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Like the amp2S, the cdp3E "lives in a sub division" to separate its signal-path circuitry from the power supply. That wording is rather flawed of course. Amplification circuits are "nothing but" modulated power supplies in the view of many experts but the point is still made. Ivo Linnenberg exploits stout internal bracing for shielding and stiffening purposes.

One again execution seems exceptionally tidy. Surprising for its substance is the rectangular sub enclosure around the Philips sled which runs beefy aluminum panels with massive corner posts.

The board for the dark blue and big display sits at quite a distance from the remainder.

Once again yellow LEDs acts as constant-current sources and the signal path splits down the middle for a clean dual-mono layout.

A ribbon cable connects CD-PRO2 to the mother board. The power supply gets to the mother board with a cleanly routed tied-off and twisted tri-conductor lead.

Here we see the solitary 24/192 BurrBrown 1794A DAC chip with 127dB S/N ratio, the CS8416 input receiver and the fully passive I/V conversion stage. The 3ps crystal oscillator clock is encased in the silver block behind the bigger blue cap.

The true 75-ohm BNC input is properly coupled with a pulse transformer to isolate the critical D/A conversion stage from outside interference by external sources.

The Philips top-loading transport module is completely encased in a massive sub structure. Once again critical leads aren't simply soldered to the board but use screw terminals.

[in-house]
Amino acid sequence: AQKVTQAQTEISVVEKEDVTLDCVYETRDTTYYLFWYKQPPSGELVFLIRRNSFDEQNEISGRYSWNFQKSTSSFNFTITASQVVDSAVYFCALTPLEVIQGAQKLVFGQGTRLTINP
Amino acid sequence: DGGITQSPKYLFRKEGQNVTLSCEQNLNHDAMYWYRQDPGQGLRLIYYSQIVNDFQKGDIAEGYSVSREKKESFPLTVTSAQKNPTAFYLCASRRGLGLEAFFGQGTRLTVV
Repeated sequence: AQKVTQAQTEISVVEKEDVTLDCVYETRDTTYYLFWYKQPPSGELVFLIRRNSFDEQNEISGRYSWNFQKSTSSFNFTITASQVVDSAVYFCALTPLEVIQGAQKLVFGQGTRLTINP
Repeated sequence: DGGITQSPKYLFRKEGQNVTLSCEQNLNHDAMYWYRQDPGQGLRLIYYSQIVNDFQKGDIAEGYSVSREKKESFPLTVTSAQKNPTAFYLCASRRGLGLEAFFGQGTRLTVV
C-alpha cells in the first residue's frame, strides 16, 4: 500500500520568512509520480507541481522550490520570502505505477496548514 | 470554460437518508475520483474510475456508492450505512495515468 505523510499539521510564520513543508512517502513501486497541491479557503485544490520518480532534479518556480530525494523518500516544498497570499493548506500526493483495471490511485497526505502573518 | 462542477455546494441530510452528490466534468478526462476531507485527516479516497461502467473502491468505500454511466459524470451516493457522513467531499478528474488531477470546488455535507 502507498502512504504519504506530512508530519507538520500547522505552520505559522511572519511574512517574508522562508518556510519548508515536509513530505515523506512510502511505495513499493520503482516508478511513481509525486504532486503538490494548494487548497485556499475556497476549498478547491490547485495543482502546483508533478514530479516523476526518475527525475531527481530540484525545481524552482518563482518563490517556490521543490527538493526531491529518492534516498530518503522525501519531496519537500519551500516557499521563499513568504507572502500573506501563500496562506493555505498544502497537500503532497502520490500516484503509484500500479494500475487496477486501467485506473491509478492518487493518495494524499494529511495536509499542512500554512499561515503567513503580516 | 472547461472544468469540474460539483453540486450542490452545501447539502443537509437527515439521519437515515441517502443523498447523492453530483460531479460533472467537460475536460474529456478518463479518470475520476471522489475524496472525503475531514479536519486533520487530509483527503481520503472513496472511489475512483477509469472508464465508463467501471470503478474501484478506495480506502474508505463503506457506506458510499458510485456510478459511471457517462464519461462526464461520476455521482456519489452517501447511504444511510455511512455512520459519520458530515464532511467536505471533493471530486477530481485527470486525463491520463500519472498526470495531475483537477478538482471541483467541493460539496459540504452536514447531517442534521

These ribbon cables between the transport's control board and the display are as short as possible.

Once again the power supply with Irish Talema trafos seems over-spec'd for the application.

Finally some ten-legged critters who wear their heatsinks like sombreros.

As the physical inspection showed, build and parts quality are very high, with a clear emphasis on beefy power supplies, clean layout and non-resonant mechanical construction. The external feature minimalism will strike some as extreme however. The on/off switches are on the back. In a rack, this makes them from hard to impossible to reach. Operation of the CDP relies on the preprogrammed All-In-One remote as the player lacks even a rudimentary manual play/pause/stop button. There is no time remaining display option nor are there scan, program and repeat modes. The display can't be dimmed or turned off either, not with Linnenberg's remote, not with remotes which control the same Philips transport in other players like my Ancient Audio Lektor Prime (though the basic functions do work with them exactly as they do with Linnenberg's own wand). If the integrated amp's control logic happens to be set to the right input, it can be operated without the remote but input switching does requires the wand again. The obvious motto is, don't lose or misplace that remote. How would that sit in practice?